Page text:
This weekend we published the final report on the Listening and Dialogue stage of the Plenary Council, Listen to what the Spirit is saying. It is an honest and authentic document, a summary of the contributions of more than 222,000 Catholics about what they believe God is asking of us in Australia today.
Some of the opinions you may support; some you may find challenging. All are serious contributions of believers, and we must respect them.
What is marvellous about the document is that it is a unique summary of the sensus fidelium of the Church in Australia. It is hard to imagine a more comprehensive way of listening to the People of God.
We know the Church is not a democracy, but neither should it be a dictatorship. It works best when, as Cardinal Newman says, the magisterium and the people “breathe together”. Or, as Pope Francis says, when we are synodal, when we walk together, all listening to one another.
Our tradition has always seen the bishops as authoritative guardians of the faith. Before Vatican II, the image was juridical. The bishops promulgated laws and taught doctrine, and the faithful were to obediently accept these laws and teachings without making any positive contribution to their development. The bishops were teachers and the laity learners.
According to Vatican II, each believer, by Baptism, has a supernatural instinct or sense of the faith that allows them to recognise God’s word and to respond to it.
For Pope Francis, “The sensus fidei prevents a rigid separation between an Ecclesia docens and an Ecclesia discens, since the flock likewise has an instinctive ability to discern the new ways that the Lord is revealing to the Church.”
Bishops teach after listening to the sense of faith of their people. That is why Pope Francis insists on our being a synodal church, “a church which listens, which realises that listening ‘is more than hearing’. It is a mutual listening in which everyone has something to learn. The faithful people, the college of bishops, the Bishop of Rome: all listening to each other, and all listening to the Holy Spirit, the ‘Spirit of truth’ (Jn 14:17), to know what he ‘says to the Churches’ (Rev 2:7).”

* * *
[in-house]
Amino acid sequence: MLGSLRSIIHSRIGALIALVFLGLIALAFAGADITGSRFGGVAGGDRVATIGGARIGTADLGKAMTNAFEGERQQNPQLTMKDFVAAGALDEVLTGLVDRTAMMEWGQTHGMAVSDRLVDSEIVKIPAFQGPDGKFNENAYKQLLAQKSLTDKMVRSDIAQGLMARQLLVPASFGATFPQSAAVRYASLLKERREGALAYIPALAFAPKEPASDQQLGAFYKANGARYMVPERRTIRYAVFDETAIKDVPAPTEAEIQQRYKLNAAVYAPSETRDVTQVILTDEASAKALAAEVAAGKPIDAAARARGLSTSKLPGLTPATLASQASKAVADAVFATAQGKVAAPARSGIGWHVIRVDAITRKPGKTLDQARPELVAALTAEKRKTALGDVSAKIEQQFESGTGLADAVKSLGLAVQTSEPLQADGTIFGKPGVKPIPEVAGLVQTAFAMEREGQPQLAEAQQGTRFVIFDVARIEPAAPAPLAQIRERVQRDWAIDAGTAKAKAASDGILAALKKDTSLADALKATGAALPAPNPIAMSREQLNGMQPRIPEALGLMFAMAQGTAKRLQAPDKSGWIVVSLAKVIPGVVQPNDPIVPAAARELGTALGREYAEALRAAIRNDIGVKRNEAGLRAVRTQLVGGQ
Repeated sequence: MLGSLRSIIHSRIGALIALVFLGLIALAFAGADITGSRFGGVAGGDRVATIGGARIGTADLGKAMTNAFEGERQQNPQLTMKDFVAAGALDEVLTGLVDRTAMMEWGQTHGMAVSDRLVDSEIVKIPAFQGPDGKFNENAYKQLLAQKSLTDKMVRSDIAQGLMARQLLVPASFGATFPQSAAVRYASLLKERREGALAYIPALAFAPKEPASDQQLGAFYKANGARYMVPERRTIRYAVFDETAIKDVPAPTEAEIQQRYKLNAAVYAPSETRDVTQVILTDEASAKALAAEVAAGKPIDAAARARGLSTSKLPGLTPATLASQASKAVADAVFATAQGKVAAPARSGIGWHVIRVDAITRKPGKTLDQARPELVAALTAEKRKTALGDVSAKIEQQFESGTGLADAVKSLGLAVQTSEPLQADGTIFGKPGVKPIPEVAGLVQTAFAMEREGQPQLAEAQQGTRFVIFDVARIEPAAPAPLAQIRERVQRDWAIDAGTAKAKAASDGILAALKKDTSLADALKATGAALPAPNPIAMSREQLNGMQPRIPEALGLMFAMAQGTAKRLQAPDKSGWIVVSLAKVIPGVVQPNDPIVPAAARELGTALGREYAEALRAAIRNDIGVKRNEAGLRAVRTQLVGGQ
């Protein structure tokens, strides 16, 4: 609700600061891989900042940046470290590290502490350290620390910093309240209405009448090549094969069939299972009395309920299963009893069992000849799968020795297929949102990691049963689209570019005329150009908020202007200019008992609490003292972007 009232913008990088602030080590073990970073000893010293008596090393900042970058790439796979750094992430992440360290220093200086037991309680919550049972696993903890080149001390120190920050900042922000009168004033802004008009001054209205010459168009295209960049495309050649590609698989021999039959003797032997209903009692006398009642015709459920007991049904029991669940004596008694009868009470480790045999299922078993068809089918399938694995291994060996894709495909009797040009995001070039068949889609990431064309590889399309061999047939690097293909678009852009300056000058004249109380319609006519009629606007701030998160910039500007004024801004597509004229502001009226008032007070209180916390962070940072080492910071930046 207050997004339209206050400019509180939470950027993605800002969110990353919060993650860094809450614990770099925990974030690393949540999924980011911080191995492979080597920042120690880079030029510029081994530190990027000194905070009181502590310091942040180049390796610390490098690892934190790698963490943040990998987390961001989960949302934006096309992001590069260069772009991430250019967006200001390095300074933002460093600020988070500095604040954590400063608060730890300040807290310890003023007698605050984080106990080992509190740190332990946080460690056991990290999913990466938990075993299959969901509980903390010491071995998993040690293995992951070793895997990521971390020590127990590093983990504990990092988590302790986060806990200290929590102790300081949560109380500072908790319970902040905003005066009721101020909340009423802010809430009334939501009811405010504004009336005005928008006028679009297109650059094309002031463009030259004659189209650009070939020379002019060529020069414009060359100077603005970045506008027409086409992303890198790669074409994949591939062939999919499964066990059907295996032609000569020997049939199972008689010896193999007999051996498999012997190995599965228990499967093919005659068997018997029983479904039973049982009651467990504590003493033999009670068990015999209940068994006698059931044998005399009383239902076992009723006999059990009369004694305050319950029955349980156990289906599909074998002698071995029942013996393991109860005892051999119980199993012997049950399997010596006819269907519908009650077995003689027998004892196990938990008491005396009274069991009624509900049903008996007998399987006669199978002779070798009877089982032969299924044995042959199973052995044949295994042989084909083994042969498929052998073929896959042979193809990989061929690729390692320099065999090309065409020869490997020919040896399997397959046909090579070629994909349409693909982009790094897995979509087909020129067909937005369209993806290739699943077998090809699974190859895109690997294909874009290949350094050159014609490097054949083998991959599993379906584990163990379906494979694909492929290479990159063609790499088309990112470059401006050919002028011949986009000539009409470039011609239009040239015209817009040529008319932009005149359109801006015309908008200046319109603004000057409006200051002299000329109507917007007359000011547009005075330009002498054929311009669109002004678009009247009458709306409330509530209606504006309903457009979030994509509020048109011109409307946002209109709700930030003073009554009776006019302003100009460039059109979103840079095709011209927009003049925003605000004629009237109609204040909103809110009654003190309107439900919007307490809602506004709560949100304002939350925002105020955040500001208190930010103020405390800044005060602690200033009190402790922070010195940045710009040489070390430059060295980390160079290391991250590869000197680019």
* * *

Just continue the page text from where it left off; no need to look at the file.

Richard Gaillardetz outlines a communio model of reception.
- The people of God express their faith in liturgy, devotion, daily Christian living, and in their sharing.
- The bishops, who are also part of the people of God and close to and immersed in the life of their people, receive these expressions of faith and assess their fidelity to the apostolic tradition.
- If the need arises, the bishops give a doctrinal teaching on the insights of the faith expressed by the community.
- The Christian faithful engage this official teaching and, upon recognising its fidelity to the lived faith of the Church, appropriate the new formulation, and this appropriation, in turn, leads to new expressions of faith.
And the circle begins again.
The major difference between this communio model and the former juridical model is that the bishops are seen among the people of God dialoguing and listening to them. There is a reciprocal give and take between the bishops and their people.
In Listen to what the Spirit is saying, we have an exceptional expression of the sense of the faithful. We will need patient discernment to grasp the voice of the Holy Spirit among the enthusiastic, strongly held but sometimes contradictory voices of the people of God. We will also need humility and a generous openness to all. It is too easy for us to decide who has the sensus fidei and who should be listened to.
Individual believers who are committed to their spiritual lives and live a sacramental life will have a special insight. However, few of us live full Christian lives. We all have blind spots. We also need to listen to our prophets. We need to attend to the victims of child abuse, to gay Catholics and divorced Catholics and all those who are marginalised and find themselves in “ecclesial exile”. Given the sins of the Church in recent times, there are many of these and many who have great faith.
We now move into the second phase of our Plenary Council journey: Listening and Discernment. It is encouraging that more than 222,000 of our brothers and sisters have given us their sense of the faith and the future of the Church in Australia. Now we must keep talking, listening and discerning, confident that the Spirit is with us.
Fr Noel Connolly SSC is a member of the Plenary Council Facilitation Team.
To read more about Listen to what the Spirit is saying, visit the Plenary Council website at www.plenarycouncil.catholic.org.au.